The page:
Finally, this is what the truth is, from a victim. “I was sober; hardly scantily clad … I was wearing sweatpants and an oversized T-shirt; I was at home; my sexual history was, literally, nonexistent — I was a virgin; I struggled; I said no. There have been times since when I have been walking home, alone, after a few drinks, wearing something that might have shown a bit of leg or cleavage, and I wasn’t raped. The difference was not in what I was doing. The difference was the presence of a rapist.
The difference is not what the victim is wearing, and that she was ‘asking for it” it is the presence of the man with the intent to rape and who was prowling for a victim. Any victim. Regardless of what she was or wasn’t wearing. The fault is not in what a woman wears, but in the male gaze. Walk down any street in any Indian city, fully clothed, as a girl, as a woman, you need not even be very attractive, just being female will do. I have seen saree and salwar kameez clad women being ogled at and molested on the streets.
Jaclyn Friedman, author of “What You Really Really Want: The Smart Girl’s Shame-Free Guide to Sex & Safety” says, and she’s researched this long and hard enough to make this statement, “The reality is, there’s zero evidence linking how ‘sexy’ a woman is dressed with her likelihood of being raped. None.”
So let’s have some police who patrol better, conviction rates that are higher and sentences that are stricter as well as politicians who are more sensitive to women’s issues and rights handling these departments, because that is where the change will come from. Not from us women covering ourselves up from head to toe.

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About Kiran Manral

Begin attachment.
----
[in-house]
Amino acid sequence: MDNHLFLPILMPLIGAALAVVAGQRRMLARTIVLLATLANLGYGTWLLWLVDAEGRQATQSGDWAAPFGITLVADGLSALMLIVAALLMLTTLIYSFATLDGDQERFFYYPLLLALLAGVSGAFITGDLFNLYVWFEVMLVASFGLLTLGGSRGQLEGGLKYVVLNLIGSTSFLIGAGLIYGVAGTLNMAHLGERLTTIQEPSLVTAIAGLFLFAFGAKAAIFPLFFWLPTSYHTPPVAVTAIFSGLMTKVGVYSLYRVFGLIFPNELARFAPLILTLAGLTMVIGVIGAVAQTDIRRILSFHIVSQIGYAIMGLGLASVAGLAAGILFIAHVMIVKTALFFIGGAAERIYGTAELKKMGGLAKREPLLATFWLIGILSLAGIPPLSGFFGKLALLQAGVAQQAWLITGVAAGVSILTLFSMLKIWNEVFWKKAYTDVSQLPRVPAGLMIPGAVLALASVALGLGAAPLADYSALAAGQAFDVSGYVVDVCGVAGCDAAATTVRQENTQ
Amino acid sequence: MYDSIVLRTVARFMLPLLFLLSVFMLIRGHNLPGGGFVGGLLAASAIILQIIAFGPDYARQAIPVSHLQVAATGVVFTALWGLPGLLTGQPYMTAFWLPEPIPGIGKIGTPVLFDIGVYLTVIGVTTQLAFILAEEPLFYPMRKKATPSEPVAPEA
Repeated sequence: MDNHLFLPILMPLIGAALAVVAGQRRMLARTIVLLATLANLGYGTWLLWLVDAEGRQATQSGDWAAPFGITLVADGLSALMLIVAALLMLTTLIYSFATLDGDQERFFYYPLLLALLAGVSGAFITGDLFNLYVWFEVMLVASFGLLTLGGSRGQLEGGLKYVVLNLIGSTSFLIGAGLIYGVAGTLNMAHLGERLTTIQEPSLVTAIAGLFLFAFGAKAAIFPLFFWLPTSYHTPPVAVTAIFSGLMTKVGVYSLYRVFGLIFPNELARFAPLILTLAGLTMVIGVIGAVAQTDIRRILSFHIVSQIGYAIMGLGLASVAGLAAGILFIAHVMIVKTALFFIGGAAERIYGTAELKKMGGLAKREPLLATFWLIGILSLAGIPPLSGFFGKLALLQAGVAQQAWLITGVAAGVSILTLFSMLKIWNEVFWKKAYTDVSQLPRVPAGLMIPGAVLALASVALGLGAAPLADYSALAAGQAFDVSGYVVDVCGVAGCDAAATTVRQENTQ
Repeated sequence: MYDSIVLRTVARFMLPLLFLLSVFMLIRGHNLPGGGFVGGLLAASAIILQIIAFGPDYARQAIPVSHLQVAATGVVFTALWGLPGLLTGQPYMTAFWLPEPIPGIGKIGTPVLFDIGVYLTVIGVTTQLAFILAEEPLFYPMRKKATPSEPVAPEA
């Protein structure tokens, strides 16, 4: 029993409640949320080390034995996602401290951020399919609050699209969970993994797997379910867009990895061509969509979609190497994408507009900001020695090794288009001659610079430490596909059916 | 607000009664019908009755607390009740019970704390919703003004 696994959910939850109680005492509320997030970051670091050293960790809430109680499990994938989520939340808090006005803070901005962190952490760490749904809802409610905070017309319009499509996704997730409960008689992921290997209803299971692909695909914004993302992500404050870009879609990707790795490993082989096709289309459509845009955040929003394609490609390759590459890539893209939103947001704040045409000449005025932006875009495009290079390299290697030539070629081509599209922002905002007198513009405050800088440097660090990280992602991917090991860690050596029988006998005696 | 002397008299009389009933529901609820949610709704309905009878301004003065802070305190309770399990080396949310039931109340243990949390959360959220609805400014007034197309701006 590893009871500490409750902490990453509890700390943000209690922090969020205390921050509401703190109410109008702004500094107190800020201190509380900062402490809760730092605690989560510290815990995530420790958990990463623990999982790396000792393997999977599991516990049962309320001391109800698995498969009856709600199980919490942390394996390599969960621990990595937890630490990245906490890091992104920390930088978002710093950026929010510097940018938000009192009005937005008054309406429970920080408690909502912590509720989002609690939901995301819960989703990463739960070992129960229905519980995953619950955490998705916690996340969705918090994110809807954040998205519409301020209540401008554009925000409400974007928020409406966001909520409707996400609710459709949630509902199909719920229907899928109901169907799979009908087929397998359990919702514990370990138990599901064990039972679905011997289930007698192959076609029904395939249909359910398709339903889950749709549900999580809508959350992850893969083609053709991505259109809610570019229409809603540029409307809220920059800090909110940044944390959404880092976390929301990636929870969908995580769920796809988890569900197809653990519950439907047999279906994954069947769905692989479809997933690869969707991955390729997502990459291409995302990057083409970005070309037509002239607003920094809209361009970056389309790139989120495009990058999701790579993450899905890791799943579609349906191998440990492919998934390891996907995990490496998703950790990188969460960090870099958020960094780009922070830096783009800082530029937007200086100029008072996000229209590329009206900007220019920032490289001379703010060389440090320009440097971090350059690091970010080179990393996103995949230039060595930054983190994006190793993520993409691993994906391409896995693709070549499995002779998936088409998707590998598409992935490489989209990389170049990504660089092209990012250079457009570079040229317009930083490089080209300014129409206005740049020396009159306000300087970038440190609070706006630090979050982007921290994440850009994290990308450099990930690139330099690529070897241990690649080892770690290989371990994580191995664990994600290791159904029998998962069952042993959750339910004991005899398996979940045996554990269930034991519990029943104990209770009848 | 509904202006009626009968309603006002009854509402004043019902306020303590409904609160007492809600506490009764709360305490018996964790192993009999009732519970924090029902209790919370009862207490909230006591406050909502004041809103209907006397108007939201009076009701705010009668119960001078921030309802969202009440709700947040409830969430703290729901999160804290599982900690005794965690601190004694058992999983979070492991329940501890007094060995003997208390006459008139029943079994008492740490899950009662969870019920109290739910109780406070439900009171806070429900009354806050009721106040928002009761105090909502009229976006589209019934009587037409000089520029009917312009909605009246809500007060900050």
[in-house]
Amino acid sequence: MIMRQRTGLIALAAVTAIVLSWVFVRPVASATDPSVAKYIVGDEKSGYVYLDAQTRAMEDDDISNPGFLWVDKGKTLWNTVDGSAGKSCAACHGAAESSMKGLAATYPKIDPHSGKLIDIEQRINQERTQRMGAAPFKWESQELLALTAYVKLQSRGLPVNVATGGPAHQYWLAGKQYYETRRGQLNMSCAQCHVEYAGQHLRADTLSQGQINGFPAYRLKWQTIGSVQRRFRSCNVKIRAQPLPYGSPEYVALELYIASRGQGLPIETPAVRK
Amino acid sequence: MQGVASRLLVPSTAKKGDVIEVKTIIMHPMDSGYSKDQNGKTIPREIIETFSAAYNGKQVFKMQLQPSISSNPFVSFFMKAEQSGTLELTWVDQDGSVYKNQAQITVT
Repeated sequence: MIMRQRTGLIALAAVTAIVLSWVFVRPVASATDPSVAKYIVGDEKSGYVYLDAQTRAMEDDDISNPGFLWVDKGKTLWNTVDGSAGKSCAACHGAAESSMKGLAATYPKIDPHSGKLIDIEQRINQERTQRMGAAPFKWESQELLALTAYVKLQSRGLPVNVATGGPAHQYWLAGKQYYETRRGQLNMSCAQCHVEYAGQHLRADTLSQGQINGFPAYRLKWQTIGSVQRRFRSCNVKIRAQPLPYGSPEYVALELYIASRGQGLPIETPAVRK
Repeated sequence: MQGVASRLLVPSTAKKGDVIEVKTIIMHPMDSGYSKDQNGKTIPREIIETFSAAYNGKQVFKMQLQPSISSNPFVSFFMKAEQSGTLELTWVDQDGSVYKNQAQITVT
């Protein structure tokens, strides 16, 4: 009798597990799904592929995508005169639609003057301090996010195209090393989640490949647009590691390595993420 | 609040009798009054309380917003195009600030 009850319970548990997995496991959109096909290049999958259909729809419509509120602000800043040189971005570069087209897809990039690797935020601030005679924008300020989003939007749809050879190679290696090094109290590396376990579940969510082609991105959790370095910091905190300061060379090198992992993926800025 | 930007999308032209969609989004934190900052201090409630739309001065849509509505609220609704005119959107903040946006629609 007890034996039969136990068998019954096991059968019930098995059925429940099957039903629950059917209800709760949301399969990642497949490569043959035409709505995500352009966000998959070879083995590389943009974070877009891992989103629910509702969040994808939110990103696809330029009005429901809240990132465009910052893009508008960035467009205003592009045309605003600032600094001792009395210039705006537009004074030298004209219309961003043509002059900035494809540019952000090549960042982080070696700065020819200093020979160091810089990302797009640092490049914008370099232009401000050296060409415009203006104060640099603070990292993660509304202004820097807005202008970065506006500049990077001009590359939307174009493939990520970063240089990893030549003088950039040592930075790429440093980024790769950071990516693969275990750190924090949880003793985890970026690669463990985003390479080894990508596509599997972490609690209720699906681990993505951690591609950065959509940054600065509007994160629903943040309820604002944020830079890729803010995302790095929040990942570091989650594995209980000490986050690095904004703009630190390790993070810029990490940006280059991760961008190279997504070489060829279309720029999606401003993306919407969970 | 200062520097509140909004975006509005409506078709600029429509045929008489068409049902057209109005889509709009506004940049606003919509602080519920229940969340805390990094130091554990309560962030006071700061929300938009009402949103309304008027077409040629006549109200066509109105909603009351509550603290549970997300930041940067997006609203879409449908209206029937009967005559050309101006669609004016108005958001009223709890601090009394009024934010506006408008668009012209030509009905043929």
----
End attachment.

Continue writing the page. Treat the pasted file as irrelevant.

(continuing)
Author of The Face At The Window, ( 2016), Karmic Kids, All Aboard (2015) , Once Upon A Crush (2014) and The Reluctant Detective (2011).
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50 Responses to So. Women. Do you know how much skin you cover?

  1. Lalit Ambardar says:

    Thought provoking piece.
    It is so ironic that Indian society boasting of more Goddesses than Gods remains unsafe for women.
    Gender sensitivity grooming must begin early in life & women need to be trained mentally & physically to be able to face the menace.

    Like

  2. Jyothi says:

    Great Post !!
    Isn’t it so typical that the suggestions to cover up come only from MEN…irrespective of how educated they are or what post they hold!

    Like

    • Kiran Manral says:

      Sadly today’s papers has the Head of the Sexual harassment panel of Bangalore University suggesting a full sleeved blouse and saree dress code for women. To prevent rapes. She, a woman.

      Like

  3. airborne says:

    Asking women to cover up to avoid rape is like handing an M-seal tube to fix a breaking dam.

    Like

  4. Sayantani says:

    Totally agree about your view about the role of the police, Kiran. Had written something similar myself – available at http://www.musingsofasolitarymind.blogspot.com/

    Like

  5. Hard-hitting post Kiran, and exactly what’s needed in the face of the reigning “thinking” on rape.

    Like

  6. Ruchi says: